America's top military officer urged industry Thursday to strengthen efforts to build the next-generation wireless network based on 5G technology, saying armed forces security would depend on it.
Faced with a tough challenge in telecommunications development from China, General Joseph Dunford, chairman of the Joint Chiefs of Staff, said American industry "needs to step up and dominate 5G, because it will be in our national interest to do so."
"If we don't get out in front in that regard, we won't be able to trust 5G and we'll be at a competitive disadvantage," Dunford told a forum at the Atlantic Council in Washington.
Systems based on 5G technology "have to be trusted," he said, making the dependence on foreign technology -- like that of market-leading Chinese telecoms firm Huawei -- a security risk.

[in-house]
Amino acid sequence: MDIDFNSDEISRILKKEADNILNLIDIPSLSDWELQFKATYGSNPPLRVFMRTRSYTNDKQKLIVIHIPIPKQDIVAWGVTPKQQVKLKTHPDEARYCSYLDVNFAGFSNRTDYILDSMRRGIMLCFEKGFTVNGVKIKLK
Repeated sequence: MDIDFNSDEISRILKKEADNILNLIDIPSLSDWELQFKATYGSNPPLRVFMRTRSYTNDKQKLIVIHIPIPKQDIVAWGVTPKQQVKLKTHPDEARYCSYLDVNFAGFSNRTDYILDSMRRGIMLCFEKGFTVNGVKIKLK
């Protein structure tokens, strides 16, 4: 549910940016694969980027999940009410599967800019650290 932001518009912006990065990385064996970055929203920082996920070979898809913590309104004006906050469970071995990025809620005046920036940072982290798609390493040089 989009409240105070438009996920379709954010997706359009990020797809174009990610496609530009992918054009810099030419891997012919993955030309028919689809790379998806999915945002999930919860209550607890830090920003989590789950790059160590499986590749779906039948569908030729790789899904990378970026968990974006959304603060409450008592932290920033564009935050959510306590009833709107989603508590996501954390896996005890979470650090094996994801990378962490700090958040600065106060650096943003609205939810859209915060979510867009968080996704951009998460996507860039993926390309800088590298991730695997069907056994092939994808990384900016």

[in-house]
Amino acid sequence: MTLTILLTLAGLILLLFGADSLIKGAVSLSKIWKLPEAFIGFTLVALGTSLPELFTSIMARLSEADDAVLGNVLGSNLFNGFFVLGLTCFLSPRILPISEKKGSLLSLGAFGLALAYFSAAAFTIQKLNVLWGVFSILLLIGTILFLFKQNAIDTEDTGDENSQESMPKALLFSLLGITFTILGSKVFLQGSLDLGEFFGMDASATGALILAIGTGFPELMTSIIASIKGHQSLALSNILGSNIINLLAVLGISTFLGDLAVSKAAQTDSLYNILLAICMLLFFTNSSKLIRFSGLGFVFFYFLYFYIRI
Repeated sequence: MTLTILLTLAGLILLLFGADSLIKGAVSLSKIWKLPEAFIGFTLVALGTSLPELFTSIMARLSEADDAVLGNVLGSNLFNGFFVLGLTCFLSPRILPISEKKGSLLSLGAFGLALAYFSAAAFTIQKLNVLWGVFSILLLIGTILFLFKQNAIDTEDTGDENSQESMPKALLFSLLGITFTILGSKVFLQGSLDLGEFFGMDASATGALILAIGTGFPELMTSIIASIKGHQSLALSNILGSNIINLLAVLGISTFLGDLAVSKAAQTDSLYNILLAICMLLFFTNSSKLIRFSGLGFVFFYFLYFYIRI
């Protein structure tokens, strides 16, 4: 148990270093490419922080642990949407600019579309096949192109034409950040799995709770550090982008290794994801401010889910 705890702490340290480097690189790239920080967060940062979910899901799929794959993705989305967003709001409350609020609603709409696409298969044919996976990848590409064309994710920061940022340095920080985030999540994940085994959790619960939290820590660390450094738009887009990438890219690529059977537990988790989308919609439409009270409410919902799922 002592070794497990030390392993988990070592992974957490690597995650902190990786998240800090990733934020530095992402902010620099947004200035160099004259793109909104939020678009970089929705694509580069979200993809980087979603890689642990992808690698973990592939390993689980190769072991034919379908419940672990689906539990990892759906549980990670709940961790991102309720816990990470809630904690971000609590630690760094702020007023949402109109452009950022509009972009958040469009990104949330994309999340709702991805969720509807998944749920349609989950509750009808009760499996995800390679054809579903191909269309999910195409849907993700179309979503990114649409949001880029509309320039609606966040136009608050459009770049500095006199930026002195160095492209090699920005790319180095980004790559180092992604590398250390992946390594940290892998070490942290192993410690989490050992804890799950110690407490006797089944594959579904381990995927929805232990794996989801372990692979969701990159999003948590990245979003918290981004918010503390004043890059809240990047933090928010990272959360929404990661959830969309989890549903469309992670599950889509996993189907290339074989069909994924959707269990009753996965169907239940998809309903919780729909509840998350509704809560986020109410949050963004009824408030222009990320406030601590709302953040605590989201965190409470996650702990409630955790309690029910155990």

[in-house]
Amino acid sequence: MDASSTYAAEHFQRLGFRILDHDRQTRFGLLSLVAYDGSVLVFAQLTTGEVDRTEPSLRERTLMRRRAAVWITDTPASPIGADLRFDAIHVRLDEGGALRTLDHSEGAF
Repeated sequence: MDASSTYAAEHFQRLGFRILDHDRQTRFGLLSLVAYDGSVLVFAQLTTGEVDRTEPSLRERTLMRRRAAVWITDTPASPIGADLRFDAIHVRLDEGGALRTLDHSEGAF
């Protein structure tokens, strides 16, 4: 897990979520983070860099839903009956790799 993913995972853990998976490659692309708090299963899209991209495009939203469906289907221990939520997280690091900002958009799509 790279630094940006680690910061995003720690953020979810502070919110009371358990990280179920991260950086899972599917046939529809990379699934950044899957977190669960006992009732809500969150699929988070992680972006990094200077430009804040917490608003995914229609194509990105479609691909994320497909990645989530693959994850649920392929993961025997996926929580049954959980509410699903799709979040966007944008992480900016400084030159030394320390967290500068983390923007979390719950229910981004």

"This is why I think American industry needs to step up and dominate 5G because it will be in our national interest to do so," he added.
Dunford was alluding to negotiations between European countries and Huawei, which hopes its 5G technology, more advanced than its rivals, will be deployed around the world.
The US government though has deep suspicions that Huawei's technology would offer the Chinese government the ability to monitor traffic, making it a security risk.
The US government has urged allies not to adopt the technology, pressuring Germany most recently to avoid it.
"Whether it's 5G or not, today and in the future, our ability and our willingness to exchange information intelligence with partners is going to be based on their ability to protect that information," Dunford said.
Faced with a tough challenge in telecommunications development from China, General Joseph Dunford, chairman of the Joint Chiefs of Staff, said American industry 'needs to step up and dominate 5G, because it will be in our national interest to do so.'